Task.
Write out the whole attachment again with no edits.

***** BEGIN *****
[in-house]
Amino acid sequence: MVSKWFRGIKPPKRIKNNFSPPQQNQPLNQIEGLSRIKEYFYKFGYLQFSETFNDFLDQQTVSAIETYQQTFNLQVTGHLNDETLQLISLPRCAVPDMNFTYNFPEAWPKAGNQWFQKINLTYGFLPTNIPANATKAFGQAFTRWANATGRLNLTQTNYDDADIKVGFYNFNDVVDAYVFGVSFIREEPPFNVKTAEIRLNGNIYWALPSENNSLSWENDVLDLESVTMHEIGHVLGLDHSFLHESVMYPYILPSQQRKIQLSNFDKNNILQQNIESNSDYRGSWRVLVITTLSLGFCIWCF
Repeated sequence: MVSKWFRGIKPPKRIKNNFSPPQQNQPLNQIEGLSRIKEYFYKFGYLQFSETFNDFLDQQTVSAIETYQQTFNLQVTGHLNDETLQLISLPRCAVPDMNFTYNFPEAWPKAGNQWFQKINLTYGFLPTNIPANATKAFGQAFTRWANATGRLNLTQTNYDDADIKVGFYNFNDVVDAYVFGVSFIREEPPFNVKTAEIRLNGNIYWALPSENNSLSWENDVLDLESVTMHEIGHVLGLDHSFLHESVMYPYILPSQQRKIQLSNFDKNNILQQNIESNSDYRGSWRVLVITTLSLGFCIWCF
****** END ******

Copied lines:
[in-house]
Amino acid sequence: MVSKWFRGIKPPKRIKNNFSPPQQNQPLNQIEGLSRIKEYFYKFGYLQFSETFNDFLDQQTVSAIETYQQTFNLQVTGHLNDETLQLISLPRCAVPDMNFTYNFPEAWPKAGNQWFQKINLTYGFLPTNIPANATKAFGQAFTRWANATGRLNLTQTNYDDADIKVGFYNFNDVVDAYVFGVSFIREEPPFNVKTAEIRLNGNIYWALPSENNSLSWENDVLDLESVTMHEIGHVLGLDHSFLHESVMYPYILPSQQRKIQLSNFDKNNILQQNIESNSDYRGSWRVLVITTLSLGFCIWCF
Repeated sequence: MVSKWFRGIKPPKRIKNNFSPPQQNQPLNQIEGLSRIKEYFYKFGYLQFSETFNDFLDQQTVSAIETYQQTFNLQVTGHLNDETLQLISLPRCAVPDMNFTYNFPEAWPKAGNQWFQKINLTYGFLPTNIPANATKAFGQAFTRWANATGRLNLTQTNYDDADIKVGFYNFNDVVDAYVFGVSFIREEPPFNVKTAEIRLNGNIYWALPSENNSLSWENDVLDLESVTMHEIGHVLGLDHSFLHESVMYPYILPSQQRKIQLSNFDKNNILQQNIESNSDYRGSWRVLVITTLSLGFCIWCF